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Jacket 16 — March 2002   |   # 16  Contents   |   Homepage   |  Catalog   | to New Zealand Contents list     

New Zealand feature

Ian Wedde: Epistle: to John Dickson

Dear John, you left your sweater behind
Last time you came down.
It was towards the end of summer
And still hot in the evenings

When you’d sit outside on the old sofa under the verandah
With a cigarette and a pile of books.
Because it was hot
You didn’t wear the sweater

And that’s how it got left down the side of the sofa
Where I found it after you’d gone back north
Taking your pile of books with you
But leaving the big container of spring water behind.

The evenings were hot
But the mornings were still cool
And it was then that you’d wear the sweater
Outside on the sofa by the deck

With a cigarette and a cup of tea.
You looked at the sparrows and starlings
Squabbling in the feeder at the end of the garden
And chucking the stale bread into the air

In their greed and panic
And your face wore a habitual expression of otherness
And perplexity
As though you were seeing events

Transmitted through some kind of warping atmosphere.
When you spoke
It was with an intense inward concentration.
It was as though you were listening to yourself

Sounding like someone else
You couldn’t quite remember the history of.
As well as the sweater and the spring water
You left behind a paper bag of fresh mushrooms in the fridge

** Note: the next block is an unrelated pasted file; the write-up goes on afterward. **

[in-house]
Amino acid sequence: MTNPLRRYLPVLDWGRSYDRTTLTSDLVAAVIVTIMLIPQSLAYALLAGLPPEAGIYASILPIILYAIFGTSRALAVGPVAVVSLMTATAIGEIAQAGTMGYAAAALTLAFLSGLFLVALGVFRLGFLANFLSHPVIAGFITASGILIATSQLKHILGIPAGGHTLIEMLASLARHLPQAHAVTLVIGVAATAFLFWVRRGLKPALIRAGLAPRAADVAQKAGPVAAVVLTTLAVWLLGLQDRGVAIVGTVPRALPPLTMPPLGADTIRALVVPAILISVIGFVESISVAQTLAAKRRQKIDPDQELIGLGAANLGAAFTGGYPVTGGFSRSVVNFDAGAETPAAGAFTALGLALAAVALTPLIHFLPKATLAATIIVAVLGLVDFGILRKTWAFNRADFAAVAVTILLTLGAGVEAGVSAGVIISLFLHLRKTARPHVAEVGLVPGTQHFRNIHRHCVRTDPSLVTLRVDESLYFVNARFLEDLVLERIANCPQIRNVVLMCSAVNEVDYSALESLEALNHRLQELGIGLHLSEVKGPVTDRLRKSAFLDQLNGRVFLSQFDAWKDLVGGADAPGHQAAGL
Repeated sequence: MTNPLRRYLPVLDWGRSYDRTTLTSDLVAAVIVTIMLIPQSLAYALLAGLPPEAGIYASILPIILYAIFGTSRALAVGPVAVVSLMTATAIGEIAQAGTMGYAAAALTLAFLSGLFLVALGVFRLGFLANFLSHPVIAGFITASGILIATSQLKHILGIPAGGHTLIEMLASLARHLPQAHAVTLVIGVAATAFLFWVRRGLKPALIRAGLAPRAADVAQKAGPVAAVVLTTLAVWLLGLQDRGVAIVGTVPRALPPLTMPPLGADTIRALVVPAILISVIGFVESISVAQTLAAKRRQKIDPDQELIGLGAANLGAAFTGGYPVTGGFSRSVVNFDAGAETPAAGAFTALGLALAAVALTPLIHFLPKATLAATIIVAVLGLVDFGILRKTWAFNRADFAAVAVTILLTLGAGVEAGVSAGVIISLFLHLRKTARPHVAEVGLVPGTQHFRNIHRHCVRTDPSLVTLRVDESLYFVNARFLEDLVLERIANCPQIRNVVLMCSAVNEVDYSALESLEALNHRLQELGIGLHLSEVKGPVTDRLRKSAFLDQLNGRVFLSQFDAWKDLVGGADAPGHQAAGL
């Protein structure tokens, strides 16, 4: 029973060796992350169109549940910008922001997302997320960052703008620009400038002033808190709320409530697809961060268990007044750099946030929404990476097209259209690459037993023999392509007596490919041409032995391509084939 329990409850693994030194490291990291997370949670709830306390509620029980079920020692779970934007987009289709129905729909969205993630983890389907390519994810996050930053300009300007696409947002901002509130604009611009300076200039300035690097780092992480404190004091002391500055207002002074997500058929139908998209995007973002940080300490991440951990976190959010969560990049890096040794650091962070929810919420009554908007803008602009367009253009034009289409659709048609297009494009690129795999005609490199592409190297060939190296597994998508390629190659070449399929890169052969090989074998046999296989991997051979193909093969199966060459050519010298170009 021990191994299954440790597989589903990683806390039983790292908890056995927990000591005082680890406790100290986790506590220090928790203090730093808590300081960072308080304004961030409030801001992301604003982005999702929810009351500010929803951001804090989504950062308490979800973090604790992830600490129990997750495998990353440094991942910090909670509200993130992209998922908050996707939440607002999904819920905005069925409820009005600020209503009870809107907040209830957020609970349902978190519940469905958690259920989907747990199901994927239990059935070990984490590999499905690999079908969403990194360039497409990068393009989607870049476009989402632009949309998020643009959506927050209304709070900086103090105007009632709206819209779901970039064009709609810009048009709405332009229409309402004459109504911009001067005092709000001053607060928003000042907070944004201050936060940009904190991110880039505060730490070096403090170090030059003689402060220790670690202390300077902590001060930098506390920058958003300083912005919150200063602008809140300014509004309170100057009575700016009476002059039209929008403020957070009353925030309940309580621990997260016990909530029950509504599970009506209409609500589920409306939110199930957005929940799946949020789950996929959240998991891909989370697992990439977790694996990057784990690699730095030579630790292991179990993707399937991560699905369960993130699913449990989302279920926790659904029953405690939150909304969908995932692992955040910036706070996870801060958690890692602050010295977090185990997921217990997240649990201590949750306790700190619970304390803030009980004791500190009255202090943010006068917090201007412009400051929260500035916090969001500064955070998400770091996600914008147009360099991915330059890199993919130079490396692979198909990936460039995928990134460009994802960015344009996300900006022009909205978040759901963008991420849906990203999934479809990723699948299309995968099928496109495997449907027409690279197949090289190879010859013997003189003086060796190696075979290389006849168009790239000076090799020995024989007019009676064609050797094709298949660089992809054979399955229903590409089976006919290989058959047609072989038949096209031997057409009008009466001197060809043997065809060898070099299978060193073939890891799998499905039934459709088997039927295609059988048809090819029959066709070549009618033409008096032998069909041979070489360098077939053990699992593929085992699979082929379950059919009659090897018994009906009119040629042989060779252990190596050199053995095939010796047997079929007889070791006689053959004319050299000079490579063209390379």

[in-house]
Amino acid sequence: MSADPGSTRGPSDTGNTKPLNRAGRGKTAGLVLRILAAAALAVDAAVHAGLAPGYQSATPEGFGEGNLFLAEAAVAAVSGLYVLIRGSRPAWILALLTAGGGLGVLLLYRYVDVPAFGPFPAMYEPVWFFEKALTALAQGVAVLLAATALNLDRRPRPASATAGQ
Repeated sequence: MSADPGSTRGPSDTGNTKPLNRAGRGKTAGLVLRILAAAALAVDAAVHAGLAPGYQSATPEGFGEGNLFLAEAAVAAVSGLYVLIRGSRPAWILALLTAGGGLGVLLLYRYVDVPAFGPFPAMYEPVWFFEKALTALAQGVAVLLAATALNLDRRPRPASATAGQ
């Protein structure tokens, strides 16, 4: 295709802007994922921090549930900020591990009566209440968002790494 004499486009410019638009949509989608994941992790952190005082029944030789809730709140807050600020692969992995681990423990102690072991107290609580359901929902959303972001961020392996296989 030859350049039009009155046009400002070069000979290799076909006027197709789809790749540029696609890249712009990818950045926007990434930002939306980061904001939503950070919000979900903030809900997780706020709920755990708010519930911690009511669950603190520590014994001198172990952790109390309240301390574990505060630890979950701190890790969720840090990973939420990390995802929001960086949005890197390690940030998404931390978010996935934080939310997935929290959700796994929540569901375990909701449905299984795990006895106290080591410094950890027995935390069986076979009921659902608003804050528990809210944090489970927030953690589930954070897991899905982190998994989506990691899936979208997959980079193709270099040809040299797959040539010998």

Together with some tomatoes
And a couple of bottles of merlot.
You also left behind a draft of your new book.
I like the poem you wrote for your granddaughter

Especially the line
‘the intimate safety of names’.
Now it’s autumn
And you must be getting cold up there in the river fog.

Here’s your sweater back.
The mushrooms and tomatoes were eaten
As was appropriate, thank you,
And the wine has been drunk

In company I’ve forgotten.
The big spring water container
Is full of Abe’s olives, soaking.
From time to time

I remember the line about ‘the intimate safety of names’.
It’s usually when I’m sitting on the sofa outside in winter sunshine
Looking at the small view
And thinking about a larger one

In which the long summer coast of mirages
Beach buggies and surfers
Has you half way down it, John,
Like some kind of maroon,

Cast up on this coast of wrecks
Listening to a language that is only half-way familiar
And shaping your lips around the careful utterance of a name
That will introduce you to the future

You want to have in this place
With which you are almost familiar.

From The Commonplace Odes (AUP, 2001)

Photo of Ian Wedde by Donna Malane

Ian Wedde has published twelve books of poetry, the latest The Commonplace Odes (Auckland UP, 2001). Co-editor of two Penguin anthologies of New Zealand verse (1985, 1989) and several exhibition catalogues including Now See Hear! Art, Language, and Translation (Victoria UP for the City Gallery, Wellington, 1990), Fomison: What Shall We Tell Them? (Wellington City Gallery, 1994). How to be Nowhere: Essays and Texts 1971–1994 (Victoria UP, 1995); Dream Collectors (Te Papa Press, 1998); Ralph Hotere: Black Light (Te Papa Press and Dunedin Public Art Gallery, 2000). Also three novels, particularly Symmes Hole (Penguin Books and Faber and Faber, 1996). Ian Wedde is a curator and art writer, currently Concept Leader Humanities at The Museum of New Zealand Te Papa Tongarewa. See

Photo of Ian Wedde by Donna Malane, February 2001

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